Danielle Larson, MD
Neurology Fellow, Danny Bega, Northwestern University Feinberg School of Medicine
TeleHD: Feasibility, validity, and value of telemedicine for motor and non-motor assessments in patients with Huntington’s disease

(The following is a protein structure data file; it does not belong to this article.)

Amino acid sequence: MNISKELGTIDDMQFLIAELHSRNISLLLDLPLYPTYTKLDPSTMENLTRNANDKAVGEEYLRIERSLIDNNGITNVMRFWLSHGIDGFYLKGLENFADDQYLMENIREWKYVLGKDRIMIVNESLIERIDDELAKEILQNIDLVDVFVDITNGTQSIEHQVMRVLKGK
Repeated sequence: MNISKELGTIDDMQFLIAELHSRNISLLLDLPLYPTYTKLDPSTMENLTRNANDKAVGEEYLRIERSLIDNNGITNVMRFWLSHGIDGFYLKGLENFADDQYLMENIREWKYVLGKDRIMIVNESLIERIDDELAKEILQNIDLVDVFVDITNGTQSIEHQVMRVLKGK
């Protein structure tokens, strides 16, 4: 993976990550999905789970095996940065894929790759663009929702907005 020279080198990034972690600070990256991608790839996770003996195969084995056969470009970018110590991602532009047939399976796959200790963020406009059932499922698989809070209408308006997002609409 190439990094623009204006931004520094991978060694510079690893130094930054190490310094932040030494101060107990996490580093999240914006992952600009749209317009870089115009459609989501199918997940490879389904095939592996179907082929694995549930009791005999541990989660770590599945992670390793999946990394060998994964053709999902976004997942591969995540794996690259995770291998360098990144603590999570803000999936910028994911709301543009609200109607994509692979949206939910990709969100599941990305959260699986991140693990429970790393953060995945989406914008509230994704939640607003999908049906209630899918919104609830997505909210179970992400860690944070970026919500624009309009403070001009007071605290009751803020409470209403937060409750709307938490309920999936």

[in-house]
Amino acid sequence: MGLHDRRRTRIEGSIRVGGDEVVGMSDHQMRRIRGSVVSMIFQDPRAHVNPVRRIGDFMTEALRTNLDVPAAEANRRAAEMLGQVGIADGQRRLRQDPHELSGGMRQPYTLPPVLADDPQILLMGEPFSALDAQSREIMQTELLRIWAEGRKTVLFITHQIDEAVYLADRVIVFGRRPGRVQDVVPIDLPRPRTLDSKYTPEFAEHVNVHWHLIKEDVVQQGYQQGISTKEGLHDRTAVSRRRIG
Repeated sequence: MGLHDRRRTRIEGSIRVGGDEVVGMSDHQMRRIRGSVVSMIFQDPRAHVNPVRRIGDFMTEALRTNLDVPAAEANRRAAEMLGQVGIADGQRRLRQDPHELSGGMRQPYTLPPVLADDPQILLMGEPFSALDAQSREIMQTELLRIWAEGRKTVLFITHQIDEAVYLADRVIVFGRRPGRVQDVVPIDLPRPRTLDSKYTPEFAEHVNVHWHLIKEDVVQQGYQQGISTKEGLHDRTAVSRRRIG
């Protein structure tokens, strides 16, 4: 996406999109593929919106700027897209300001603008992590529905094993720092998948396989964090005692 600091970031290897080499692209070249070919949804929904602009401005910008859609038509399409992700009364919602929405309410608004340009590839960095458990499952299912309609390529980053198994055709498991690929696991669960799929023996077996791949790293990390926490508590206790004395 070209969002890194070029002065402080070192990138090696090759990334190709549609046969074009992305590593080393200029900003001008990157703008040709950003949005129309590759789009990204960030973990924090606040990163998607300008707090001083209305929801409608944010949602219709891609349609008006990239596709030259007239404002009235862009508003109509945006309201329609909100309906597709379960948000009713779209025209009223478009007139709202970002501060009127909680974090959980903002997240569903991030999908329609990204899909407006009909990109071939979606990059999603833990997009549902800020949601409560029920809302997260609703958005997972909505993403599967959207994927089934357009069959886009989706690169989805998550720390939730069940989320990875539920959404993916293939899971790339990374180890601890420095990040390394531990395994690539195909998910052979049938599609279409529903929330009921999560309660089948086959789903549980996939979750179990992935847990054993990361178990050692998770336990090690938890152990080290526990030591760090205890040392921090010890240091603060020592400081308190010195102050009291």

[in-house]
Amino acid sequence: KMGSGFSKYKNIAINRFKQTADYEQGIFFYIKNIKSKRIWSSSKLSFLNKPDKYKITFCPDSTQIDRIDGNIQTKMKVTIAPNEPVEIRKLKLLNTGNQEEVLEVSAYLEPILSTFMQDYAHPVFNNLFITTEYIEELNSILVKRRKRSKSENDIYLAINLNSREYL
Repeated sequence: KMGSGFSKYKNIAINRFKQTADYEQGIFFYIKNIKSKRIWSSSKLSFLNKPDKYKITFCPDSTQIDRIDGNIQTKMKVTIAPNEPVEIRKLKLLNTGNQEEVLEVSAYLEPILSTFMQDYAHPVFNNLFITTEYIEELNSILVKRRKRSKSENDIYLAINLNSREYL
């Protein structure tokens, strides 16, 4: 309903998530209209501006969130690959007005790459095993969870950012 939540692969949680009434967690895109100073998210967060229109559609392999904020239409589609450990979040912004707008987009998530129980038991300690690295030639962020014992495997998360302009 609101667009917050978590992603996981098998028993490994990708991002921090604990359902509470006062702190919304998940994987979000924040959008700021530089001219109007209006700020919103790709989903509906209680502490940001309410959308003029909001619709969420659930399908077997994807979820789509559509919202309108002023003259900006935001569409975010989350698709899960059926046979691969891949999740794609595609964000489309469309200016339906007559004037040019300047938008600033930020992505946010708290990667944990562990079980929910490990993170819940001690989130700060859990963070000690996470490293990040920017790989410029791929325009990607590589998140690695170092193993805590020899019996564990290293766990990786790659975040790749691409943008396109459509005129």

Telemedicine is the use of video conferencing for meetings between patients and medical care professionals. This technology is being used more frequently for clinic visits and for research purposes. One main advantage of “televisits” is that they decrease the time and travel burden for patients, and allow patients to see specialists that practice far away. We are conducting a study on the use of telemedicine for individuals with Huntington’s disease (HD). We believe that televisits can be used to assess the motor and non-motor symptoms of HD as effectively as in-person clinic visits. We also believe that individuals with HD and their families will prefer to have some visits with their neurologist done remotely, as a televisit can save time, and decrease travel-related cost and stress. Our study will aim to confirm these beliefs by evaluating 40 individuals with HD who receive care at Northwestern University’s HDSA Center of Excellence. Each individual will complete two regular in-person clinic visits and two televisits. The in-person visits and the televisits will be compared to determine if HD symptoms are assessed similarly and accurately. Participants and their caregivers will complete a survey on their satisfaction with televisits and their preference for in-person or televisits, and will indicate if televisits decreased their time and cost burden. If our study shows that televisits can be effective for assessing HD symptoms, and that HD individuals and their families are satisfied by televisits, this will inform the Neurology community that televisits can and should be done for our patients with HD to improve their clinical care and the HD research field.